Can You Contest A Will?
The probate process is used by the court to verify the validity of the Will, ensure the deceased person’s creditors are paid through estate settlement and that any remaining assets go to the deceased’s beneficiaries. However, a will can be contested if there is evidence to prove it is invalid. Typically, Wills are contested when an individual is concerned that their loved one was taken advantage of in some manner when writing their Will. The court may overturn a Will if there is evidence of the following:
A Will can be overturned for undue influence if there is proof that the deceased was manipulated by someone they trusted to write a Will that benefited them.
A Will can be overturned for coercion if there is proof the deceased was pressured or forced into creating their Will.
If there is proof that the deceased lacked the mental capacity to understand what their assets were, who their friends and family were, and what was in their Will at the time it was created, the Will can be overturned for mental incapacity.
The Will Does Not Meet NY Requirements
If the Will of the deceased does not meet the following requirements as required by NY law including:
- The will must be signed by and in the presence of two witnesses.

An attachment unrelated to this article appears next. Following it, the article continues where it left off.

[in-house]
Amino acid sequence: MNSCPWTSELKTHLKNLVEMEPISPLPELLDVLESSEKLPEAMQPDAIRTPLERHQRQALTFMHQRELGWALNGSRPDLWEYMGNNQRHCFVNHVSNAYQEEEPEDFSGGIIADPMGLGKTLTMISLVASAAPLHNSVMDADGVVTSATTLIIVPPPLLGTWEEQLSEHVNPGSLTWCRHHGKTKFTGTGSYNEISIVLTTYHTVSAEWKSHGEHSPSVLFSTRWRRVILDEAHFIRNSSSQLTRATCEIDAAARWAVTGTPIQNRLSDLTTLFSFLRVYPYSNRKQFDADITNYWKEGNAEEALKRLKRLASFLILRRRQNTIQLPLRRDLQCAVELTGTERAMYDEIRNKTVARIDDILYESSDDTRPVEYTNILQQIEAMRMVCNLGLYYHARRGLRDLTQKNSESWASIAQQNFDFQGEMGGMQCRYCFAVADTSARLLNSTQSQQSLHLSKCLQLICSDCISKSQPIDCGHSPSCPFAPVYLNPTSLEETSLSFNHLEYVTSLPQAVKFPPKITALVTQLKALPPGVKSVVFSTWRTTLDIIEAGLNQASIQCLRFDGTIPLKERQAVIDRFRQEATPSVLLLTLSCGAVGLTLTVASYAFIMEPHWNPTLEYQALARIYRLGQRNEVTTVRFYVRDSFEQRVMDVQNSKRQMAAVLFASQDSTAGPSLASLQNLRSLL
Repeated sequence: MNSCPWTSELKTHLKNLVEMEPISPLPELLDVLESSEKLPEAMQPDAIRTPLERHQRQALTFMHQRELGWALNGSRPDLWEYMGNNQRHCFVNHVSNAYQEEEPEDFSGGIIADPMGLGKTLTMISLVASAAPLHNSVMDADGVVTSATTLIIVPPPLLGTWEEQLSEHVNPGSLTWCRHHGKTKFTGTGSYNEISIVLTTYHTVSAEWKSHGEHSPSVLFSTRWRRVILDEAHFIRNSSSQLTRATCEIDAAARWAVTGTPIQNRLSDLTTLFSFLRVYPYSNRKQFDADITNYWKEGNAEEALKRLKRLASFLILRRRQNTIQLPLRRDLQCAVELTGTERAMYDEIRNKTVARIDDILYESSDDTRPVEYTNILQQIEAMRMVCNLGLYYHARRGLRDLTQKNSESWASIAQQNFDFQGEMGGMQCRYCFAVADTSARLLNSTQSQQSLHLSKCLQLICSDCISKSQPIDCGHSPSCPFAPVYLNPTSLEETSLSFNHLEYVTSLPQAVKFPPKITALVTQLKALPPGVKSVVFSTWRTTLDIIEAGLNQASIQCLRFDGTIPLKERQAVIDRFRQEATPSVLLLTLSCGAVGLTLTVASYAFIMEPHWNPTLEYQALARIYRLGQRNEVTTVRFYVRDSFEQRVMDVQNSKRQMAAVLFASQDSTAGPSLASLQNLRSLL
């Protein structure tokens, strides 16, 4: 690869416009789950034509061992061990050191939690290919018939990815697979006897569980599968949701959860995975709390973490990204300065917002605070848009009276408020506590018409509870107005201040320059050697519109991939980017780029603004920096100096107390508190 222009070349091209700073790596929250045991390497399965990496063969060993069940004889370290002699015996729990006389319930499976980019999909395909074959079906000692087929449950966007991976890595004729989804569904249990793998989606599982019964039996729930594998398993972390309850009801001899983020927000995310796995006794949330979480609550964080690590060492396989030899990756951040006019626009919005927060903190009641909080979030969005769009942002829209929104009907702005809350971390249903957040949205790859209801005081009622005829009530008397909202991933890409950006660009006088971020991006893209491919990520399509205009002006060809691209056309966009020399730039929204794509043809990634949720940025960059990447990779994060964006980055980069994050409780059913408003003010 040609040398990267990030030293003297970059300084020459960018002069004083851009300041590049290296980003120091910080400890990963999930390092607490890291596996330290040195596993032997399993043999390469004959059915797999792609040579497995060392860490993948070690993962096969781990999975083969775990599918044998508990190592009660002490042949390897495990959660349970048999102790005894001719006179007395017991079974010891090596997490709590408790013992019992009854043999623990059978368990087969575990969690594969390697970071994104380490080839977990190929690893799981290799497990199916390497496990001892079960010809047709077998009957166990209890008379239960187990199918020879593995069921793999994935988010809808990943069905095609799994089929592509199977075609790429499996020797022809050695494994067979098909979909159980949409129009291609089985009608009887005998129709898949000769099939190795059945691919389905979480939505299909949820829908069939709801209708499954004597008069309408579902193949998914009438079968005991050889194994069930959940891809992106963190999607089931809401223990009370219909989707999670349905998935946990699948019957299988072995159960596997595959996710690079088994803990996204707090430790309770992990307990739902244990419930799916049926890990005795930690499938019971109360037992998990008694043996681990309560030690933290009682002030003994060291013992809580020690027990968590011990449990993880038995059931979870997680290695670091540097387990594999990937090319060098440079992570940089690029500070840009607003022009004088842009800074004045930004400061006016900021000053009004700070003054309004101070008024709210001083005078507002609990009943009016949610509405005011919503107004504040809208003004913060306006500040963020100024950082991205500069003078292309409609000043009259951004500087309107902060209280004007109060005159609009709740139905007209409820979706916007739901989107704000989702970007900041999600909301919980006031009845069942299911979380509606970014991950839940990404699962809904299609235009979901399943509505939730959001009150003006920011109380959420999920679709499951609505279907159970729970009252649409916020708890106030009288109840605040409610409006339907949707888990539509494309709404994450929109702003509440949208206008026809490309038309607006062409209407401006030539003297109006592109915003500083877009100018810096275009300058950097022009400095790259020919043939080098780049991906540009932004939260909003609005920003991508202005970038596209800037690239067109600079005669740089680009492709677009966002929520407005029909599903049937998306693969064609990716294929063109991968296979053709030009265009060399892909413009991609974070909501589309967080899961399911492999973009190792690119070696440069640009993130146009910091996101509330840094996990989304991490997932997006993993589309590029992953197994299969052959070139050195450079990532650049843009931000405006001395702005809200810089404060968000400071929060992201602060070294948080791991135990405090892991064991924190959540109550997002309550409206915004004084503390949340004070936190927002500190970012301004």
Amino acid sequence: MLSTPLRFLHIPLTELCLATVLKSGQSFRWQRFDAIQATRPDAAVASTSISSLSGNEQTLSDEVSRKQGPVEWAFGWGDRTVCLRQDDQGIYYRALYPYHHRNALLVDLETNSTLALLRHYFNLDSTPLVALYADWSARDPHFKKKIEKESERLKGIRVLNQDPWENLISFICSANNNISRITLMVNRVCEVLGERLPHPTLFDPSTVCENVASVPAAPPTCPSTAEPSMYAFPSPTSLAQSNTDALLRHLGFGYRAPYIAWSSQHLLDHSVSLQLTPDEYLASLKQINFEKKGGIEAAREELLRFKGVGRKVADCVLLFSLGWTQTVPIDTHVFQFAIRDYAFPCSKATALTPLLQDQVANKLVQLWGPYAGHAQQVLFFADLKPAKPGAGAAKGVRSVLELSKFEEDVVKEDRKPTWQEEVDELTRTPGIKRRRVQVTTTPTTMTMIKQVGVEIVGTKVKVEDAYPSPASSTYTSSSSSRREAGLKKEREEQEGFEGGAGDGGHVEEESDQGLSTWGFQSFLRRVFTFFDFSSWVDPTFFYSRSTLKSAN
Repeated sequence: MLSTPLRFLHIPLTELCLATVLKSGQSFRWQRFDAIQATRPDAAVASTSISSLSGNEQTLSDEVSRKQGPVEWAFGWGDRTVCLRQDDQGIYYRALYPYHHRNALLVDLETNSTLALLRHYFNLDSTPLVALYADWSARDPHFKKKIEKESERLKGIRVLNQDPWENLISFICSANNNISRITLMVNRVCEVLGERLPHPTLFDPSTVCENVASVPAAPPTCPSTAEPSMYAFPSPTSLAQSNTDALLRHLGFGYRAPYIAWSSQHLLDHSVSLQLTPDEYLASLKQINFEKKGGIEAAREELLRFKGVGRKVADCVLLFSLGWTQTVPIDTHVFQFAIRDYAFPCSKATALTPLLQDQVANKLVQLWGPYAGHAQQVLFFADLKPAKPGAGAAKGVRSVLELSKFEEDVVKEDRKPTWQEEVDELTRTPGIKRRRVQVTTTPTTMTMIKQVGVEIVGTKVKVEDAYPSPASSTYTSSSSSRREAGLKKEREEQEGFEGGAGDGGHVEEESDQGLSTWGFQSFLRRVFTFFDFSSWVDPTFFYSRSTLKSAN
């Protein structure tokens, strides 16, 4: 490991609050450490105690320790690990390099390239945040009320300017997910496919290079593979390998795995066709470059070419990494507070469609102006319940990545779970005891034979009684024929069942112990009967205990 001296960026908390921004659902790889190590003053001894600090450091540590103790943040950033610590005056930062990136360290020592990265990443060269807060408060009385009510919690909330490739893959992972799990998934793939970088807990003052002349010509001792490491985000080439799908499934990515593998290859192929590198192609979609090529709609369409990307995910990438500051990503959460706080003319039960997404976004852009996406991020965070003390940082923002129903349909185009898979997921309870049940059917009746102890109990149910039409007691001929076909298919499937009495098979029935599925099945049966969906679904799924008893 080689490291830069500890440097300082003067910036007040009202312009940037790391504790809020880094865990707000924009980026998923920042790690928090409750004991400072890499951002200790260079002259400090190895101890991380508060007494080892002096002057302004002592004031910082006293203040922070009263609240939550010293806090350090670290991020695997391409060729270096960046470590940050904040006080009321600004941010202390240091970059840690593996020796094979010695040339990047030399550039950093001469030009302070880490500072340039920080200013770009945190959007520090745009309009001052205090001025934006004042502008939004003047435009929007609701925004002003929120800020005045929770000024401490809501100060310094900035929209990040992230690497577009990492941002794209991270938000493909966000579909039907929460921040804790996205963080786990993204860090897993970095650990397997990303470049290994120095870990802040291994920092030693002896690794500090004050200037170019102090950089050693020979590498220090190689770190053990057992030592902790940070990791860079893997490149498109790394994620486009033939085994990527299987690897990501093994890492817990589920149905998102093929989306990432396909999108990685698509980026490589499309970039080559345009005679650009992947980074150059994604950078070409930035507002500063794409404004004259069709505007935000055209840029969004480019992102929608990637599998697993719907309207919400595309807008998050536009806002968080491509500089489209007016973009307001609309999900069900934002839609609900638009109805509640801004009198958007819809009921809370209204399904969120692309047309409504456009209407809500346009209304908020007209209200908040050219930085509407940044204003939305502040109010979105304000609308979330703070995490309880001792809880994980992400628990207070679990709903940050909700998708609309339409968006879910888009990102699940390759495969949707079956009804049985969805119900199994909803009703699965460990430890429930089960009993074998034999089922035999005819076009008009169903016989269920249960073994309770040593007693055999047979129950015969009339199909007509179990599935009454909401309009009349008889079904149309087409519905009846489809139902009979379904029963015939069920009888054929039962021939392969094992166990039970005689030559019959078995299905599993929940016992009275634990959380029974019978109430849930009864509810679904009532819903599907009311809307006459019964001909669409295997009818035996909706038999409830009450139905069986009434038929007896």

- The testator must have communicated to the two witnesses that they are witnessing a will.
- The will must be signed by, or in the direct presence of the testator.
- The signature is at the end of the Will.
- The process must be completed within 30 days of the testator’s signature.
Beneficiaries Obtained the Will by Dishonest Means
A Will can be overturned, if beneficiaries obtained it through dishonest means, including if the deceased was misled about the Will’s signature, contents, or any factors that may have impacted their decision.
A Revoked Will
A Will can be overturned if it cannot be found, is physically destroyed, or a more recent one was created.
Working With Parisi, Coan & Saccocio, PLLC
Our Trusts & Estates Attorneys specialize in the representation of executors and beneficiaries of large estates exceeding $500,000. We have extensive knowledge and experience with New York Estates, Powers & Trusts Law (EPTL), Surrogate Court Procedures Act (SCPA), and other estate laws and case precedent that provides our clients with the strong representation these matters require. If you have further questions please contact us at (914) 228-7448 or email us here.